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Haru 2020 Day Thirteen Recap

The yusho race tightened on Day Thirteen, plus many other rikishi had consequential matches to help shape results. Everything is still to be determined.

The Yusho Race

The big result of the day was Takanosho defeating Aoiyama. Not only did the youngster beat the veteran, but he did it quickly and convincingly. Now, six rikishi are in a cluster at 11 or 10 wins with two days remaining. That looks like this:

11 wins

Y1e Hakuho

Y1wYO Kakuryu

M13w Aoiyama

10 wins

S1e Asanoyama

M3w Mitakeumi

M9e Takanosho

And on Day Fourteen, Mitakeumi will face Takanosho, Aoiyama squares off with Hakuho, and Asanoyama fights Kakuryu. Someone will enter Day Fifteen on 12 wins, but it's possible both Yokozuna could. Yet don't discount anyone here. Aoiyama has been fighting extraordinarily well all basho. Mitakeumi will have faced all of his direct competitors after Day Fourteen, giving him perhaps the best odds of finishing with two straight wins. Takanosho has looked better than he ever has.

Most intriguingly, this basho is set up to get a winner take all Yokozuna vs. Yokozuna battle on Day Fifteen. Even if they both lose tomorrow, they'll have a playoff shot. That's now a worst case scenario for a basho where it was widely discussed that neither Yokozuna could make it all fifteen days. Now, they control the yusho, just as the Japan Sumo Association wants.

The Sanyaku

If only the Ozeki situation looked as rosy. Takakeisho has been bad, and his loss to Kakuryu means he will not face Hakuho this tournament, That is a simple acknowledgement by the schedule makers that he has not fought in a way that is at all Ozeki worthy. Now, part of being an Ozeki is he can keep his rank with a losing record, but he would then be kadoban for May and need at least 8 wins there to stay up.

At least we know there is one Ozeki for May. Asanoyama still has an outside shot, and if he had been able to execute his last-ditch throw against Hakuho on Day Thirteen, he might be in line already. But the greatest of all time kept his balance as only he could at the tawara, robbing Asanoyama of a nice win. Now, Asanoyama needs two wins in the last two days to have a yusho chance and a possibility of an Ozeki promotion. Even the yusho wouldn't make it a guaranteed promotion.

Still, he will stay in Sanyaku no matter what, and his fellow Sekiwake Shodai sits on 7 wins and could easily keep his spot as well. Komusubi Endo also has 7 wins, so he could easily keep his rank as well (and probably slide from West to East.) That would leave one slot open, as Hokutofuji already has 10 losses. But that extra Komusubi rank is almost surely going to Mitakeumi, who has double-digit wins at Maegashira 3. Daieisho should get a word as the Maegashira 1 East with a 7-6 rank. These 7-6 records will play a huge role in the Sanyaku situation.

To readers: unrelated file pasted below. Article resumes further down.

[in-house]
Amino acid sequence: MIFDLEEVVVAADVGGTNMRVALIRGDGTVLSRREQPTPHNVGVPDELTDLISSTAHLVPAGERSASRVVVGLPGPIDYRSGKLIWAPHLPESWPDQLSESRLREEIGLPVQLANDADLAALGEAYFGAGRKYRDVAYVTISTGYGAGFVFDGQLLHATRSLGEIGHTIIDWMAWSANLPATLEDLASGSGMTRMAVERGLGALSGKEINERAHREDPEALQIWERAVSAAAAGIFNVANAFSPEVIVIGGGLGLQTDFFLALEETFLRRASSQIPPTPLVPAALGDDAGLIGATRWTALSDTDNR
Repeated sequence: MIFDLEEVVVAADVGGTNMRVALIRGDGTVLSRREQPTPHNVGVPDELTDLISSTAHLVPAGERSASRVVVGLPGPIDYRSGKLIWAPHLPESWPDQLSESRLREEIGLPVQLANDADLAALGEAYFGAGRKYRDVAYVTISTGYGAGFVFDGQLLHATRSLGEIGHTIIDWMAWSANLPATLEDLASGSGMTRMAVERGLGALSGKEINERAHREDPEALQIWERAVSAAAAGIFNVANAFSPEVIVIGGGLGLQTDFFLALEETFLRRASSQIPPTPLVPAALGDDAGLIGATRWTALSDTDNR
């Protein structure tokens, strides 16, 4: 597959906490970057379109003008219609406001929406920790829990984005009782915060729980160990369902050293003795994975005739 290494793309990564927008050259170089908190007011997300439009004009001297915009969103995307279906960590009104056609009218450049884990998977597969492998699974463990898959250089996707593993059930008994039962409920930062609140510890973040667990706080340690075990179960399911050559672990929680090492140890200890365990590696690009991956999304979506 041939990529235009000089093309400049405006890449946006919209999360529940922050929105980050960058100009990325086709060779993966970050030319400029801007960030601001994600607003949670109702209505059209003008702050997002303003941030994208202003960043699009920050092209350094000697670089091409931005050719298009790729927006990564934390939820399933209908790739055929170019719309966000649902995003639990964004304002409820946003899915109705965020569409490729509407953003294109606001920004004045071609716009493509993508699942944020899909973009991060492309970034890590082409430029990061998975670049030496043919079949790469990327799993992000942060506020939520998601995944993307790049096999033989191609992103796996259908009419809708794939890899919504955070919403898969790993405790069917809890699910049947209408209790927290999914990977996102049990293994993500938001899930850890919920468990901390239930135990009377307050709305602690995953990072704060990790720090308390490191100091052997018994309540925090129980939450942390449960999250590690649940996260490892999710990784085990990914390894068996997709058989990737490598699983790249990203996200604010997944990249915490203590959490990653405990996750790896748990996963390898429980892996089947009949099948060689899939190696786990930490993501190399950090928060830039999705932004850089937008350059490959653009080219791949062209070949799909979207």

In fact, 13 rikishi have 7 wins after 13 days. Quite a few will see each other on Day Fourteen, guaranteeing some will secure a winning record on the penultimate day of the basho. There are also two rikishi at 6-7, Takakeisho and Meisei. Takakeisho will be desperately fighting for both wins on the last two days for his kachi-koshi.

What the Japan Sumo Association loves is a bunch of matches on the final day featuring two 7-7 rikishi. They seem to have gotten as close as possible to two days of this. While a kachi-koshi by no means makes a rikishi give up, it does put things in perspective. A wrestler who is 8-6 going into the last match of a basho is less likely to risk injury or do a desperate maneuver. They're promotion is assured, and they don't want to do anything silly. So those 7-6 matchups will make a big difference.

Juryo Promotion and Demotion

The battle for promotion and demotion between the top two divisions is still relatively unclear. The only wrestler in the bottom few ranks of Makuuchi who has been absolutely terrible is Tsurugisho, who had exactly one win before withdrawing because of injury. He is really the only guaranteed demotion at this moment. Daiamami might go down after getting his eighth loss as a Maegashira 17 on Day Thirteen. Otherwise, the kachi-koshi/make-koshi determination for Chiyomaru, Shimanoumi, Meisei, and Kotonowaka is still left to be determined.

Further complicating matters is who is in a position to be promoted. Kotoyuki is currently 7-6 at Juryo 1 East, and one more win means he has to jump up to Makuuchi. At Juryo 2 West, Wakatakakage has 8 wins already. That's a likely promotion. Similarly, former Ozeki Terunofuji is sitting on 9 wins with two days left at Juryo 3, and his return to the top division after a series of injuries looks assured.

Yet that doesn't cover the two best performers in Juryo for this basho. 20 year old Kotoshoho has 11 wins already and is sitting pretty for a yusho at Juryo 6 East. His stablemate Kotoeko is one win behind him and one rank above him. Those are usually promotion worthy performances. So there are possibly five deserving promotion candidates, and almost certainly not the same amount of demotion candidates.

Only two more matches for each rikishi, but lots can happen in those two matches.

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